Category Archives: dads

If you ever had a father figure in your life, you are blessed. If that person isn’t your blood, but treats you as such, you are even more blessed.

If you ever had a father figure in your life, you are blessed. If that person isn’t your blood, but treats you as such, you are even more blessed.

Those words really pierced my heart, because they were posted by my son Sam Gorena on my birthday a couple of months ago. They touched me because it confirmed to me that I had done a good job in helping raise this young man, a young man that I became aware of when his mom was 6 months pregnant with him and I attended her baby shower. Little did I know that I would be a part of his life for so many years after his father passed away.,

They also touched me because it made me realize how I had learned to love Sam as my own. I learned it from my Dad. He came into our lives in 1965, when my little brother Art and I were 9 and 7 respectively. My “father” had walked out on my mom many years before that and we were raised by my mom, with some help from my grandmother and my wonderful grandfather. We did not have a father figure in our lives until my Dad came into our lives and swept us off our feet.

From day one, after he married my Mom, we were “his” boys. He was not “Don” to us, he was just Dad. He was hard on us at times, and we did not really understand why he worked us so damn much.   I would have rather been roaming the streets with my friends than back at home rebuilding cars, going to salvage sales, or recycling aluminum and tin to make a few extra bucks for the household.   But when I am able to rebuild my brakes, change out a clutch, or build a raised garden bed from discarded decking material, I have my dad to thank.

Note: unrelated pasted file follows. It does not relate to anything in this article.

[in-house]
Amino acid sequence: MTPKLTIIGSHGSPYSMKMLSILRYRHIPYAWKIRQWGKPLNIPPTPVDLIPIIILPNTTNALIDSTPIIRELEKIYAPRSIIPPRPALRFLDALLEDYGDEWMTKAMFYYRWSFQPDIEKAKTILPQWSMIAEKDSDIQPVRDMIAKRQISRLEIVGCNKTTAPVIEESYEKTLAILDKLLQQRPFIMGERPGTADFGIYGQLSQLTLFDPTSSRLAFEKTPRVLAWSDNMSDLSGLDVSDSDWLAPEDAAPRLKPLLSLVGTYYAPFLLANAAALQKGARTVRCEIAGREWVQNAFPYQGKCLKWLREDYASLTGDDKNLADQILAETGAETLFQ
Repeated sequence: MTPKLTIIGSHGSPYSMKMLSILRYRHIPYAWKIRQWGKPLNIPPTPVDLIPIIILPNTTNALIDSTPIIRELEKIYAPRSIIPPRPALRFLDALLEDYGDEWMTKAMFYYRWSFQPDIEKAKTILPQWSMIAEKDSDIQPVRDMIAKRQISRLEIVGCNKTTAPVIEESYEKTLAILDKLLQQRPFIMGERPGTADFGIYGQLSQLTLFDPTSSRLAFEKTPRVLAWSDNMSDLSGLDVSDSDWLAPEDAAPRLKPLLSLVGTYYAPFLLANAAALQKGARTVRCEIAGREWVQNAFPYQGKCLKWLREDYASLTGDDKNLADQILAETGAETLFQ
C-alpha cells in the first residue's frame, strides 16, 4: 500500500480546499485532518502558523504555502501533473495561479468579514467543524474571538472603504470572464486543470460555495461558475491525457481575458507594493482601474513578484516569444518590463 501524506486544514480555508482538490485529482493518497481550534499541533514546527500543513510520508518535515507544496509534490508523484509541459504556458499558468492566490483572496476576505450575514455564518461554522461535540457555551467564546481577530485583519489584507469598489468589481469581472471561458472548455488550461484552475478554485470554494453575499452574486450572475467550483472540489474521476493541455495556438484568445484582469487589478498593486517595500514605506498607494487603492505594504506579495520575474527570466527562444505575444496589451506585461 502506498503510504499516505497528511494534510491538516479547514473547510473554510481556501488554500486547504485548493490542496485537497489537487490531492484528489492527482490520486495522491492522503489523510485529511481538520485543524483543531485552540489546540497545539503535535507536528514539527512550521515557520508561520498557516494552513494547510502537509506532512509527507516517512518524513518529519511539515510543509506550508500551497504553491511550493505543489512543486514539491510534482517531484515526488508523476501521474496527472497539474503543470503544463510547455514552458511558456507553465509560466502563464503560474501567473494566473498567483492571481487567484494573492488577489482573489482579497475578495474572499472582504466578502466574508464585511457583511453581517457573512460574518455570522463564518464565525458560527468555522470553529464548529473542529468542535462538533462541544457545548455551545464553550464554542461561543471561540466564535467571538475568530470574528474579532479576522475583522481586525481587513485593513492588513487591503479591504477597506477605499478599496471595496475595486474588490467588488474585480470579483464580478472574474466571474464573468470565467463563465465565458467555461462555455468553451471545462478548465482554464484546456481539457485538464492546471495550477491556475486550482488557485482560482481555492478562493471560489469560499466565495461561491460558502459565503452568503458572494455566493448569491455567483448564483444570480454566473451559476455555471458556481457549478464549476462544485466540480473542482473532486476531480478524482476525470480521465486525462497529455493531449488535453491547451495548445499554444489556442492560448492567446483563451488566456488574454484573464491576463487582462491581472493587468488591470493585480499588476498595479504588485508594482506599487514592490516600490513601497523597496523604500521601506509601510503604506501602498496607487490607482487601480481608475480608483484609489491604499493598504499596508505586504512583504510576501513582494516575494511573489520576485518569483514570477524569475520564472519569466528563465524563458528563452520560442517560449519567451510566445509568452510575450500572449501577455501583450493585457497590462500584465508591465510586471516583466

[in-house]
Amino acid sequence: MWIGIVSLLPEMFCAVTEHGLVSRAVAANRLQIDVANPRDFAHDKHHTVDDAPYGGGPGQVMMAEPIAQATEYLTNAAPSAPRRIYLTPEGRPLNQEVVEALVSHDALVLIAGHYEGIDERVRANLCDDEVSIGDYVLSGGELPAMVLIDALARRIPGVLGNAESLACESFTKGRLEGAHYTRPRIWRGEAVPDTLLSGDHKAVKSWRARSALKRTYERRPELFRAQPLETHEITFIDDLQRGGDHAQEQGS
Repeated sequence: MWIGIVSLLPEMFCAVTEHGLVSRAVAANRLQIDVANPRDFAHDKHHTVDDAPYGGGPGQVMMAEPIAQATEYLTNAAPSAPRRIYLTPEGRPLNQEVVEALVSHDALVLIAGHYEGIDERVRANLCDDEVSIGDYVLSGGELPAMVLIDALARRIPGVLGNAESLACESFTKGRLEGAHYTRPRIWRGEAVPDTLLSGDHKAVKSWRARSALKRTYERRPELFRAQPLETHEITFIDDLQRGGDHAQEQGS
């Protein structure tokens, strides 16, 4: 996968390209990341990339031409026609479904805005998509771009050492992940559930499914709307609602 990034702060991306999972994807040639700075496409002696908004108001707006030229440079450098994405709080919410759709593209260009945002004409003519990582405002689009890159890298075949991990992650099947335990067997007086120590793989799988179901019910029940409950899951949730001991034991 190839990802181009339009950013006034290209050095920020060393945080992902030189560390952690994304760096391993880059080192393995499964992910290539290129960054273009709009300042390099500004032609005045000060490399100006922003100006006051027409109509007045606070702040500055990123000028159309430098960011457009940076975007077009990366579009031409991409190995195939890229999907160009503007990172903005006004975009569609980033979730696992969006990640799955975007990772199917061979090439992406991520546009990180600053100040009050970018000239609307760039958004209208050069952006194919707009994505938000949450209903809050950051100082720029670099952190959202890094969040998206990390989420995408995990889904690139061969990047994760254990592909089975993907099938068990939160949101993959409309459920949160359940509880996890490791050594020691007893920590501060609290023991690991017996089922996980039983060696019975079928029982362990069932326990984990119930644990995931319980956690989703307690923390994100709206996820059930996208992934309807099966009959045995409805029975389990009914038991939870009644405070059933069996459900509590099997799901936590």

I was a total butt to my dad as a teenager at times. I challenged everything he said, I was sarcastic, and I even at times ridiculed his ideas.   But at the end of each night, when it came time to go to bed, he always said “I love you son.”   I guess that is why I never uttered those words that many stepdads end up hearing – “You aren’t my real dad.”

After my mom passed, my dad’s relationship with me changed.   He now relied on me to help him with important decisions, make medical and financial decisions, and work out some pretty intense feelings of anger, loneliness and resentment that he had built up over his life.   We talked often, even when he left El Paso and moved all the way across the state to DeBerry, Texas.   (Yeah, I didn’t know where that was either.)

I told him it worried me that he was 6 hours away and that I was afraid something would happen to him and I would not be able to be there right away to help him.   My worst fears were confirmed when I got a call one late December evening telling me that my dad had suffered a heart attack and was found laying out on the back porch.   We had talked just two evenings before, shared a few laughs, made plans for me to go with him all the way back to El Paso to see his cardiologist, and talked about some ideas he had to remodel some stuff in his house.     His last words to me?   “I love you son.”